The probe bracket 22 may be moved between the pole shoes 4 and 5 with the aid of a stepping motor 23, thus making it possible to address selective x-coordinates along the scanning path 10. To that end the shaft of the stepping motor 23 is connected with a worm shaft 24 so as to form a worm drive for the probe bracket 22. The respective positions of the magnetic field probe 16 between the pole shoes 4 and 5 derive from the geometry of the sensing device 20 and the stepping pulses fed to the stepping motor 23, each pulse rotating the stepping motor 23 by a constant stepping angle. The location of the magnetic field probe 16 relative to the shank of the yoke 2 results from the number of steps and the probe advance per step which, in turn, depends on the pitch of the worm shaft 24. The number of steps may be stored as a locus coordinate in the memory of an evaluating device, and it is also possible to use the individual stepping pulses for incrementing a memory address.
While FIG. 7 discloses a mechanically moveable sensing device, FIG. 8 discloses a sensing device 20 including a probe array carrier 30 having a plurality of individual magnetic field probes 31, each probe responding to the normal flux field component.
To determine the amplitude locus 17, the values transmitted by the individual magnetic field probes 31 may be fed to the input of the evaluating apparatus by electronic scanning and multiplexing techniques. In addition to sequentially scanning the individual magnetic field probes 31, it is also possible to determine and store all amplitude values in parallel fashion. In case of sequential scanning, the arrangement may be such that the clock pulses used for switching between individual magnetic field probes 31 are utilized for locus information, for instance with each clock pulse, a new address in the memory for the amplitude locus 17 may be accessed. It is also possible to transmit the clock pulses to a memory as a digital first signal with which the amplitude value is coordinated as a second digital signal.
The setup according to FIG. 8, including the closely adjacent individual magnetic field probes 31 for determining the normal components, avoids the disadvantages associated with the mechanical arrangement according to FIG. 7, such as the maintenance of mechanical parts and the inherent low speed of mechanical arrangements.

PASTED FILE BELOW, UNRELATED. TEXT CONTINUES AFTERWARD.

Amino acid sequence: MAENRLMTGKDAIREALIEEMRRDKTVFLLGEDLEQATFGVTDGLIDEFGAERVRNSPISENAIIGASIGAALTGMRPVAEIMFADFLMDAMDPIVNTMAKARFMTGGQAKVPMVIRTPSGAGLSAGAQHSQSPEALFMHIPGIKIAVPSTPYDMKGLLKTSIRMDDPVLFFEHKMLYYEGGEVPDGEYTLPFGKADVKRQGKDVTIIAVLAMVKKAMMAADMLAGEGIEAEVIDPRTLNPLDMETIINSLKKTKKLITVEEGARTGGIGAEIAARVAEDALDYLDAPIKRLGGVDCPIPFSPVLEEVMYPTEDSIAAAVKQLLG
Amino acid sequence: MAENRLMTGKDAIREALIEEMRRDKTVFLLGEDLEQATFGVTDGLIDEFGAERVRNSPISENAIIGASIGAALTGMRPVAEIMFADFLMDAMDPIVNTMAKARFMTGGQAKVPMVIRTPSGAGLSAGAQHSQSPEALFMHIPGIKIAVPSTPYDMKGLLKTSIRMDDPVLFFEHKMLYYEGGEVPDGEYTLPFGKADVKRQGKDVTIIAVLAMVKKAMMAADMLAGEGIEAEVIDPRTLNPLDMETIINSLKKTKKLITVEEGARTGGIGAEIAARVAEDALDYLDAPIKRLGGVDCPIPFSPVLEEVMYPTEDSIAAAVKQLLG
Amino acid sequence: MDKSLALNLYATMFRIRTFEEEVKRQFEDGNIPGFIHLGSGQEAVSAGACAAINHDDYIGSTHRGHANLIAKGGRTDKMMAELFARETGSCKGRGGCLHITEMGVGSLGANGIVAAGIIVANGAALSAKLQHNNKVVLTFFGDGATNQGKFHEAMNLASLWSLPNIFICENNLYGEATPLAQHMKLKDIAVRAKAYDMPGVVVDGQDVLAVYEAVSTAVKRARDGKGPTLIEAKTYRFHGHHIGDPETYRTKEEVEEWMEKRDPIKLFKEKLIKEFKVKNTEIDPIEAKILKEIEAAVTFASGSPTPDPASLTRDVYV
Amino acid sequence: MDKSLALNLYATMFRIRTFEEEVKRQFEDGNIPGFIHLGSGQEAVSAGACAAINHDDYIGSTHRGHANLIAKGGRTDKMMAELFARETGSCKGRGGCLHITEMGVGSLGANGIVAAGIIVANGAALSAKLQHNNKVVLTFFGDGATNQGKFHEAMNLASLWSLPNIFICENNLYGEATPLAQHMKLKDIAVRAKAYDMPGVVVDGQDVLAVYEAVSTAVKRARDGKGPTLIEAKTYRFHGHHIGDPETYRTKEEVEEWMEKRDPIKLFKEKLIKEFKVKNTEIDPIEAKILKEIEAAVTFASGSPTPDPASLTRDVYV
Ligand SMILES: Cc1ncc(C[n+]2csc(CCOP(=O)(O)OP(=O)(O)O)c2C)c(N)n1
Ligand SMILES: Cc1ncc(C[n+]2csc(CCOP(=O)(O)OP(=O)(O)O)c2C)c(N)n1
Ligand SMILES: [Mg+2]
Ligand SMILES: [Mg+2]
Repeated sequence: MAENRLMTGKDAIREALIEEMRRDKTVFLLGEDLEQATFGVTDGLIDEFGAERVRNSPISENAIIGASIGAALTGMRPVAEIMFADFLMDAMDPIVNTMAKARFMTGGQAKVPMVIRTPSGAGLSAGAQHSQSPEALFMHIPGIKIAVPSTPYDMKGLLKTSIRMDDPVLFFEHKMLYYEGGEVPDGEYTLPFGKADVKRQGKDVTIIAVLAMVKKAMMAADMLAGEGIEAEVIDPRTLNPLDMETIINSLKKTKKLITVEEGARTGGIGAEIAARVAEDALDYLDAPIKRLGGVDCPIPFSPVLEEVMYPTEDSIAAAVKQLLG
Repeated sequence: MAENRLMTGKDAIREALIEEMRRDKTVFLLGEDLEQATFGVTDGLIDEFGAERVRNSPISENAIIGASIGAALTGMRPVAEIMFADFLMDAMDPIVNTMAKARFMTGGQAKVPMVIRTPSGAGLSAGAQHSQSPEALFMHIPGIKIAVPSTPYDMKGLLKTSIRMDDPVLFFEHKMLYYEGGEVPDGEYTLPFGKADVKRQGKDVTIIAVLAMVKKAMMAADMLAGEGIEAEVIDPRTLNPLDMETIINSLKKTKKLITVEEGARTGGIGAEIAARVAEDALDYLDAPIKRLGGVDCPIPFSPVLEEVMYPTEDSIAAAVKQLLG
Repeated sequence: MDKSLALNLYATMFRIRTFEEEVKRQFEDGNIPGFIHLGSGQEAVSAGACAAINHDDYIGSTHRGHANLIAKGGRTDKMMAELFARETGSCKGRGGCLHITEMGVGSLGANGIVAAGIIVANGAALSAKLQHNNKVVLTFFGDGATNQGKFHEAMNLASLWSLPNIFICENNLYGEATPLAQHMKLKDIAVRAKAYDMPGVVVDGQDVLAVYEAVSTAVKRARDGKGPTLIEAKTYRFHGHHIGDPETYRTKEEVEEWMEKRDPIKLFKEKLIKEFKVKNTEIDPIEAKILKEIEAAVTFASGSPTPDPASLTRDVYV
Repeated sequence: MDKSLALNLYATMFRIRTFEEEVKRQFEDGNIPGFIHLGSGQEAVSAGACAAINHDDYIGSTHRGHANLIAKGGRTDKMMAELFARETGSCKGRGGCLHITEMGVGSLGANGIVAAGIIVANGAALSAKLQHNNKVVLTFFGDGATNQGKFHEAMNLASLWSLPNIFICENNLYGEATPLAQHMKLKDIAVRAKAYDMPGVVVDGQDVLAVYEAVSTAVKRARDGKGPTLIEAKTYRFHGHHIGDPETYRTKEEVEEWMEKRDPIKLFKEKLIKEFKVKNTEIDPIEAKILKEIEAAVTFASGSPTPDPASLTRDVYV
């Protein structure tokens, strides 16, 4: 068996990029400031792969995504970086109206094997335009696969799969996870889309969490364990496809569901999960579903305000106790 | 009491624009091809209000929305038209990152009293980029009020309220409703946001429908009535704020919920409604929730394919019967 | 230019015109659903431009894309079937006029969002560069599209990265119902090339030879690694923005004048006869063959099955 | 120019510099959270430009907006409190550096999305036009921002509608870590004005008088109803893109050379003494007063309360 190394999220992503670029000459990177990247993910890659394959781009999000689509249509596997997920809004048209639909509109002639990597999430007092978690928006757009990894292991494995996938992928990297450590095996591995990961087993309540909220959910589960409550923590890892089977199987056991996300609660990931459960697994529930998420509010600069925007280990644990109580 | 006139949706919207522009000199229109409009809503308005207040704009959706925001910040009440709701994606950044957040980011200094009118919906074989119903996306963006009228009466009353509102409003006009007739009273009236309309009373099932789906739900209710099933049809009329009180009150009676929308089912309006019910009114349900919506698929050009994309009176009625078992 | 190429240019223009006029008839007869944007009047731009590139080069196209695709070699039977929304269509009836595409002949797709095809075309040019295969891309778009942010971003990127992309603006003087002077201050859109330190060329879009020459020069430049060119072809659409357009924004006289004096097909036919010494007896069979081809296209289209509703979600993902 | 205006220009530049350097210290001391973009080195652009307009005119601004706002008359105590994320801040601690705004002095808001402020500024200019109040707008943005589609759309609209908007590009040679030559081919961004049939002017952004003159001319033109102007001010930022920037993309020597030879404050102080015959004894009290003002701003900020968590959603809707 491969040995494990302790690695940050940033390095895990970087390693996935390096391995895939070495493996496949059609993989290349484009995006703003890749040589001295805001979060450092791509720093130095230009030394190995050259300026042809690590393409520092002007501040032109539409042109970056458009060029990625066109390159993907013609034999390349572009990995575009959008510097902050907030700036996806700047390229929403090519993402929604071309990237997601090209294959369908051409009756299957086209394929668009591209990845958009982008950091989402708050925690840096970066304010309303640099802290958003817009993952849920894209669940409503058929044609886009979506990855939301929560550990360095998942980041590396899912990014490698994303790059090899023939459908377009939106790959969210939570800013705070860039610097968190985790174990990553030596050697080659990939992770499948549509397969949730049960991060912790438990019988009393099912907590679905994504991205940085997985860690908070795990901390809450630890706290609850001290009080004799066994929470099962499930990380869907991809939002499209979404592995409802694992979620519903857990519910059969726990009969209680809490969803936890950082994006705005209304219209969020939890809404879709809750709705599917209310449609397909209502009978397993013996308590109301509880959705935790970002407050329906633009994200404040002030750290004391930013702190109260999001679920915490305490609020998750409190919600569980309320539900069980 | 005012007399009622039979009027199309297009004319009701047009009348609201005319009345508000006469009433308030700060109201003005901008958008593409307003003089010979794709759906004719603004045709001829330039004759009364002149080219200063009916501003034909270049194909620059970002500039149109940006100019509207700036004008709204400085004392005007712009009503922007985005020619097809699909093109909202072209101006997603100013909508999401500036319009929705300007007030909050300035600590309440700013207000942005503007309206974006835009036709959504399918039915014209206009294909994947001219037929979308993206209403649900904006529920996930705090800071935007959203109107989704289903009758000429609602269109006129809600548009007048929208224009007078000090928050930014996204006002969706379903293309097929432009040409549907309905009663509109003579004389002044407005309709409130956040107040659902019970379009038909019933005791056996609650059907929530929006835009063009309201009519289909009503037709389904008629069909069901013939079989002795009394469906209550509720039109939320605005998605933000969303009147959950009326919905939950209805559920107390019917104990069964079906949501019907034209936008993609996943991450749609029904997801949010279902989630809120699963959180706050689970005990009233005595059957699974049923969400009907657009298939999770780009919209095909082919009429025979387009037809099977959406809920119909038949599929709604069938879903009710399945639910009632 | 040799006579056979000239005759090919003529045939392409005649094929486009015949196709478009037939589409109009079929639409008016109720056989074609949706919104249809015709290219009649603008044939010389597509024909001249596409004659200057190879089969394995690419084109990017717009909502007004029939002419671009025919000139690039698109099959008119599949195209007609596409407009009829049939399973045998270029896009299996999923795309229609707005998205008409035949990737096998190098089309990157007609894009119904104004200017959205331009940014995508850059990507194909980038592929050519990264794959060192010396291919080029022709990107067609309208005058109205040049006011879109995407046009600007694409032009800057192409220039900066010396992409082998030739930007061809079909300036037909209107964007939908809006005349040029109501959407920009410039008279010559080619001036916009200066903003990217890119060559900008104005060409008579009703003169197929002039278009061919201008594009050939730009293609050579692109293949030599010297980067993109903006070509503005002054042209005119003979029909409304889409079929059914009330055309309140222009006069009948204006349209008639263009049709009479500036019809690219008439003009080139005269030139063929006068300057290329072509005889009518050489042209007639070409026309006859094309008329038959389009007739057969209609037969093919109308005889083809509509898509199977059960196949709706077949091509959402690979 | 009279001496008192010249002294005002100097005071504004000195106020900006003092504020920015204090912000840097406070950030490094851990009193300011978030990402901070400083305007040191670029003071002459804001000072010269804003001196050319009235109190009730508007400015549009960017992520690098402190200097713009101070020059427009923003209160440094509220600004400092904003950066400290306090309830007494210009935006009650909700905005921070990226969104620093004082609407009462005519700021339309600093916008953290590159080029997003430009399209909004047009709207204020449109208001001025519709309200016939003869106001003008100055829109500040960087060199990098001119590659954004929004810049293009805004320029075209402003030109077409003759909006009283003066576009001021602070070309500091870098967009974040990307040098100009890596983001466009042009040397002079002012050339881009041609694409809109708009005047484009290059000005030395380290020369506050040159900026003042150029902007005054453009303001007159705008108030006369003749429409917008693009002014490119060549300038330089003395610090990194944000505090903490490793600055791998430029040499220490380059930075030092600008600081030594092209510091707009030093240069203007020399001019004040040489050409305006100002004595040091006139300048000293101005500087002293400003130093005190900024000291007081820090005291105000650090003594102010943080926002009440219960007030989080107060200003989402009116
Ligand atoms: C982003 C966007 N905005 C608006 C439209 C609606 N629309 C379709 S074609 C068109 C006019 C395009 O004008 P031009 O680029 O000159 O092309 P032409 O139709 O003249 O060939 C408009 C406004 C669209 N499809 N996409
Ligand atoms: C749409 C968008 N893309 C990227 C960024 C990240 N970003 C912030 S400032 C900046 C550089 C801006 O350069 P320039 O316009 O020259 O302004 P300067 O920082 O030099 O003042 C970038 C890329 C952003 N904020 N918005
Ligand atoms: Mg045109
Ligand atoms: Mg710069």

FIG. 9 shows an evaluation apparatus for practicing the method disclosed hereinabove and for evaluating the signals transmitted by the sensing device 20 of FIG. 7. The magnetic field probe 16 of the sensing device 20 is connected with an analog/digital converter 40 which converts the analog values of the amplitude loci 11, 17 to corresponding digital values. The output of the analog/digital converter 40 is connected with an electronic switch 41. During the testing step I, with the yoke 2 lifted off concrete 9, the digitized signals of the magnetic field probe 16 proceed to a first memory 42. In the second testing step II, with the yoke set in place on concrete 9, the digitized signals from the magnetic field probe 16 proceed, by way of switch 41, to a second memory 43. The first memory 42 thus serves to store a plurality of scanning points of the amplitude locus 11, whereas the second memory 43 stores a plurality of loci on the amplitude curve 17. The stored values may represent the magnetic field normal components, whereas the x-coordinate values are stored in a further memory 44, or are fixed by addressing memories 42 and 43. In the latter case, the scanned ordinate values are sequentially stored in memories 42 and 43 with the locus information being determined by the respective addresses.
The outputs of the memories 42 and 43 are connected to the two inputs of a subtracting circuit 45. The latter circuit computes the difference between the amplitude locus 17 discussed above and the amplitude locus 11. The output of the subtracting circuit 45 always includes the value of the difference locus 18, so that the entire difference locus 18 may be derived from the output of the subtracting circuit 45 by sequentially addressing the memories 42 and 43. The output of the subtracting circuit 45 is connected with a difference memory 46 for storing the difference locus 18.